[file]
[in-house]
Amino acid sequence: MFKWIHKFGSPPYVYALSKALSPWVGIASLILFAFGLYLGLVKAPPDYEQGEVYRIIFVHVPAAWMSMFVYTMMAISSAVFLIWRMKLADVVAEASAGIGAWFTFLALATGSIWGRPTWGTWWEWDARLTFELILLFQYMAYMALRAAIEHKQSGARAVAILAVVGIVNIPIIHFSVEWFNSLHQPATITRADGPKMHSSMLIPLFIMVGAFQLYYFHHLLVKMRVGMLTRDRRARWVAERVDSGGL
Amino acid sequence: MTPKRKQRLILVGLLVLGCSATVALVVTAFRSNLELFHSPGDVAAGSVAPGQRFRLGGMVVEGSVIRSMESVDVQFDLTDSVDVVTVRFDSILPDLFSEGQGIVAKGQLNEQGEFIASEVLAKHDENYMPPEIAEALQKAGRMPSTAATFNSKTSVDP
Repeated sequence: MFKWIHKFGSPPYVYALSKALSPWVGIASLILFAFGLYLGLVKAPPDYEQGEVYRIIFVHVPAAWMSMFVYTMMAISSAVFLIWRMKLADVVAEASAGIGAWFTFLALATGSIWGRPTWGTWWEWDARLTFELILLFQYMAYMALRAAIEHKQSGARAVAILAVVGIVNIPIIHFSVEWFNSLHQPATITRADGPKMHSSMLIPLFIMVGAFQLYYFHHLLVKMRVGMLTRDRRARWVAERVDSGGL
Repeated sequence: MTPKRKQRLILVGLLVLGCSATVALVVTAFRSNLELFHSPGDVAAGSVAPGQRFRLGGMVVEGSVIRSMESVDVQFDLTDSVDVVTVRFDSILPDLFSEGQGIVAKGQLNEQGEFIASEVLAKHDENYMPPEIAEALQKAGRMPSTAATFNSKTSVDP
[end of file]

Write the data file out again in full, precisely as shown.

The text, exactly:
[in-house]
Amino acid sequence: MFKWIHKFGSPPYVYALSKALSPWVGIASLILFAFGLYLGLVKAPPDYEQGEVYRIIFVHVPAAWMSMFVYTMMAISSAVFLIWRMKLADVVAEASAGIGAWFTFLALATGSIWGRPTWGTWWEWDARLTFELILLFQYMAYMALRAAIEHKQSGARAVAILAVVGIVNIPIIHFSVEWFNSLHQPATITRADGPKMHSSMLIPLFIMVGAFQLYYFHHLLVKMRVGMLTRDRRARWVAERVDSGGL
Amino acid sequence: MTPKRKQRLILVGLLVLGCSATVALVVTAFRSNLELFHSPGDVAAGSVAPGQRFRLGGMVVEGSVIRSMESVDVQFDLTDSVDVVTVRFDSILPDLFSEGQGIVAKGQLNEQGEFIASEVLAKHDENYMPPEIAEALQKAGRMPSTAATFNSKTSVDP
Repeated sequence: MFKWIHKFGSPPYVYALSKALSPWVGIASLILFAFGLYLGLVKAPPDYEQGEVYRIIFVHVPAAWMSMFVYTMMAISSAVFLIWRMKLADVVAEASAGIGAWFTFLALATGSIWGRPTWGTWWEWDARLTFELILLFQYMAYMALRAAIEHKQSGARAVAILAVVGIVNIPIIHFSVEWFNSLHQPATITRADGPKMHSSMLIPLFIMVGAFQLYYFHHLLVKMRVGMLTRDRRARWVAERVDSGGL
Repeated sequence: MTPKRKQRLILVGLLVLGCSATVALVVTAFRSNLELFHSPGDVAAGSVAPGQRFRLGGMVVEGSVIRSMESVDVQFDLTDSVDVVTVRFDSILPDLFSEGQGIVAKGQLNEQGEFIASEVLAKHDENYMPPEIAEALQKAGRMPSTAATFNSKTSVDP